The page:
President tries to defuse situation ahead of upcoming state awards
The Czech president’s spokesman has confirmed the head of state is considering presenting Auschwitz survivor George Brady not with a state honour but a separate award as a “gesture of good will”. The move is an attempt to defuse a widening scandal after the culture minister charged that Brady, his uncle, was struck off the list of this year’s award recipients as punishment for the minister’s meeting with the Dalai Lama.
That claim was denied outright by the Office of the President but Tuesday both his spokesman and the head of protocol at Prague Castle, Jindřich Forejt, explained that only an official letter – not phone calls – would have been proof of Mr Brady’s selection. Both stated that no such letter was ever sent. Jindřich Forejt:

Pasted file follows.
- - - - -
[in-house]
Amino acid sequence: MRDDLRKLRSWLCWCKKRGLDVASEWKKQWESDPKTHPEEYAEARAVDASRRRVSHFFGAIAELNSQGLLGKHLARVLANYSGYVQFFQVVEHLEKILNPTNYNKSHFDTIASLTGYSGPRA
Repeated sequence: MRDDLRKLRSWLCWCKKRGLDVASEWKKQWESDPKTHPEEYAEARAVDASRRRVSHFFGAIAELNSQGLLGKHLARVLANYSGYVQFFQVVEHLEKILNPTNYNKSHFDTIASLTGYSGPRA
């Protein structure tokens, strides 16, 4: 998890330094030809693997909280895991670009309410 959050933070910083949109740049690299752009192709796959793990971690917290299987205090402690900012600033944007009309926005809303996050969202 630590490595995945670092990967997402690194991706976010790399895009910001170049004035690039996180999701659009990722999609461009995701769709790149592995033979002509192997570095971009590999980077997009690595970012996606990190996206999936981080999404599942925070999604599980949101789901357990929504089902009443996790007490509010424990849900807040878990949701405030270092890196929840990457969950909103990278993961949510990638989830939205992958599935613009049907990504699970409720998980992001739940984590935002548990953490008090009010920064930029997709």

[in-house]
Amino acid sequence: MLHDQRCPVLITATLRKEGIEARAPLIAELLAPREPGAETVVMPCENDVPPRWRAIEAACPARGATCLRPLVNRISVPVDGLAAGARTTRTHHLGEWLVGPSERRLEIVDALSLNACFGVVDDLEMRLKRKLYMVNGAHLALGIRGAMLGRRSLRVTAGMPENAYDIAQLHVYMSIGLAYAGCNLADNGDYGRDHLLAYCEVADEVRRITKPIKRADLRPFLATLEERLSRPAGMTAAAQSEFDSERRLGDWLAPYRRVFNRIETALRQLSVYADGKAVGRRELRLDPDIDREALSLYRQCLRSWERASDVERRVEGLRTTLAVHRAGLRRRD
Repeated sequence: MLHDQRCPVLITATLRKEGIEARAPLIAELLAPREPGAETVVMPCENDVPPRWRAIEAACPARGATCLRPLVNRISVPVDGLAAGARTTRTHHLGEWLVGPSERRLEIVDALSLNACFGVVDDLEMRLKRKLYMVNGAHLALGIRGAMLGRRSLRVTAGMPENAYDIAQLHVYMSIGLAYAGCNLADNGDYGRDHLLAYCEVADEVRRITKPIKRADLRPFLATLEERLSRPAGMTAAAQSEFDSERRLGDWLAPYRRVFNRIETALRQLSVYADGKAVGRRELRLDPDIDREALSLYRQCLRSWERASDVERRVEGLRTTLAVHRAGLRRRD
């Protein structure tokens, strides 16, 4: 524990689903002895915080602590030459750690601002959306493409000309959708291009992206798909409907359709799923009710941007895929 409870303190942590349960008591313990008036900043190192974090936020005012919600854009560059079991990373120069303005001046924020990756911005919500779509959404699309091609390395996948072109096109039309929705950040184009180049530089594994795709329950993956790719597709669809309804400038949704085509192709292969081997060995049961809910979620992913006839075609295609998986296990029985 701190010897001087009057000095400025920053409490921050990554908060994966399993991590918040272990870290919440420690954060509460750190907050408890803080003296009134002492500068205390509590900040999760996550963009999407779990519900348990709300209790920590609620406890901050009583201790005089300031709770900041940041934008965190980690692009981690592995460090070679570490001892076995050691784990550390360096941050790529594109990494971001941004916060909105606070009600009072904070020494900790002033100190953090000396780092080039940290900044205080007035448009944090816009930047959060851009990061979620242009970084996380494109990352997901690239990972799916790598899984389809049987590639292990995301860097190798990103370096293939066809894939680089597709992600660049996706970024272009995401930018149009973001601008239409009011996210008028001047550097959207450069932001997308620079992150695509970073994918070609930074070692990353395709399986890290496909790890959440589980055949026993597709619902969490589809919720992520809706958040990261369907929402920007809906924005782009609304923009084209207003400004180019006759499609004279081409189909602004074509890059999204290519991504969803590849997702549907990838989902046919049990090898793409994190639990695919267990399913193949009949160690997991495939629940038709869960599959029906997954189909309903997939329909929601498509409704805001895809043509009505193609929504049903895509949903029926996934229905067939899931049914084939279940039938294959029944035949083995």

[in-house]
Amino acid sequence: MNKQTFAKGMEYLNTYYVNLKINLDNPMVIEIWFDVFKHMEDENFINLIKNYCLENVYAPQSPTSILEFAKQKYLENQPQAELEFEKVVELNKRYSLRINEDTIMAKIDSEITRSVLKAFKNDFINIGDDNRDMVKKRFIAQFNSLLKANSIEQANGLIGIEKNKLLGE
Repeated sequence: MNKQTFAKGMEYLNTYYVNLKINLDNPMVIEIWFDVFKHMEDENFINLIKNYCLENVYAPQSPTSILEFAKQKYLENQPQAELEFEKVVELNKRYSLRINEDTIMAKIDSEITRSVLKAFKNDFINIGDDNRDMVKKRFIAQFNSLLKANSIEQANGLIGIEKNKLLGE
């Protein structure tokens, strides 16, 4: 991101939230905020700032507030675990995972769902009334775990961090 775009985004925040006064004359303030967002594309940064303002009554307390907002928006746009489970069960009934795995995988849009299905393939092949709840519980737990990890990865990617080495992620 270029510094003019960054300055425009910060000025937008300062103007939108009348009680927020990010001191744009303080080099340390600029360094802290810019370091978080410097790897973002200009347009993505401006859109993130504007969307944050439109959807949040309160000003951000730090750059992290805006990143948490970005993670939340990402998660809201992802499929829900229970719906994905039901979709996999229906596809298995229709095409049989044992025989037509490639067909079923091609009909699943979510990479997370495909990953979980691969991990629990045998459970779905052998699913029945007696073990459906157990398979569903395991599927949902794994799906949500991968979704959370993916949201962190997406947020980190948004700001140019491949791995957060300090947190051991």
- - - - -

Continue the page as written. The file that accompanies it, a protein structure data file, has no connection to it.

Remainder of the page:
“These are the facts: anyone due to receive an award receives a letter weeks in advance confirming they will receive an honour. In the case of foreign nationals or in the case of those with dual citizenship we also notify ambassadors and embassies to make sure that person has permission to accept honours from another country. These are the facts.”
“The list of recipients this year is closed and was counter-signed by the prime minister. But to show that he has no political reason not to honour Mr Brady, the president will consider the option of presenting him with an award at an appropriate time, as a gesture of good will.”
Mr Brady, who is 88, had maintained he was to receive one of the country’s highest honours, the Order of T.G. Masaryk. Prior to Tuesday’s announcement, he made clear he was no longer interested in accepting an award from the head of state.
“I don’t need an award from anyone who didn’t feel like giving it – or had some reason not to give it to me.”